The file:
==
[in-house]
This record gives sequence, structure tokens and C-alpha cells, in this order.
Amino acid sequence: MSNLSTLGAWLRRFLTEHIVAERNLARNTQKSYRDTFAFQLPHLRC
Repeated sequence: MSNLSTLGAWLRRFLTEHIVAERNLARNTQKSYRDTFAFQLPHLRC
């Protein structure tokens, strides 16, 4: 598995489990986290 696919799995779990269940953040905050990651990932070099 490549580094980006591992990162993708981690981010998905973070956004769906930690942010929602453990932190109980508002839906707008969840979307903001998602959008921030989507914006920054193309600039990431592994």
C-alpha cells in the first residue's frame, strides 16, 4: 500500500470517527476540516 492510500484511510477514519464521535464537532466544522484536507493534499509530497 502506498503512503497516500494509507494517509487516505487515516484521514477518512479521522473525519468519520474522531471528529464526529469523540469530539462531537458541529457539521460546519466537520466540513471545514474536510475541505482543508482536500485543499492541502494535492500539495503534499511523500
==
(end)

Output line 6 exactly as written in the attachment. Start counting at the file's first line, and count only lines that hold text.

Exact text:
C-alpha cells in the first residue's frame, strides 16, 4: 500500500470517527476540516 492510500484511510477514519464521535464537532466544522484536507493534499509530497 502506498503512503497516500494509507494517509487516505487515516484521514477518512479521522473525519468519520474522531471528529464526529469523540469530539462531537458541529457539521460546519466537520466540513471545514474536510475541505482543508482536500485543499492541502494535492500539495503534499511523500